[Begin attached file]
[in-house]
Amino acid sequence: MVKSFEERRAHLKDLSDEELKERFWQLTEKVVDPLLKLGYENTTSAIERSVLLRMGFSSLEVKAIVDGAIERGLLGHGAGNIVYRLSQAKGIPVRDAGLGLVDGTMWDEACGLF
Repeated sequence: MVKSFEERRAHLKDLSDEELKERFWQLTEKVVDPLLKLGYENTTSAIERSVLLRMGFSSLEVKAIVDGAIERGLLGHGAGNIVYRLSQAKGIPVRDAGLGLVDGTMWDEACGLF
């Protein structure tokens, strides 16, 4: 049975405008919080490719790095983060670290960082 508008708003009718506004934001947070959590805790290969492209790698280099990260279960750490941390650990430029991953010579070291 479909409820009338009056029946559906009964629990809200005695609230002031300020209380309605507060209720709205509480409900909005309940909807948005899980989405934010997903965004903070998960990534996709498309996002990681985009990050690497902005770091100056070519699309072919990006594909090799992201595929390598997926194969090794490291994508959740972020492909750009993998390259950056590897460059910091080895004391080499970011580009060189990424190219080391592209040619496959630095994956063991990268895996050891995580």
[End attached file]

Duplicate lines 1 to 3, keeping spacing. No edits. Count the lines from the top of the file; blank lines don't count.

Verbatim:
[in-house]
Amino acid sequence: MVKSFEERRAHLKDLSDEELKERFWQLTEKVVDPLLKLGYENTTSAIERSVLLRMGFSSLEVKAIVDGAIERGLLGHGAGNIVYRLSQAKGIPVRDAGLGLVDGTMWDEACGLF
Repeated sequence: MVKSFEERRAHLKDLSDEELKERFWQLTEKVVDPLLKLGYENTTSAIERSVLLRMGFSSLEVKAIVDGAIERGLLGHGAGNIVYRLSQAKGIPVRDAGLGLVDGTMWDEACGLF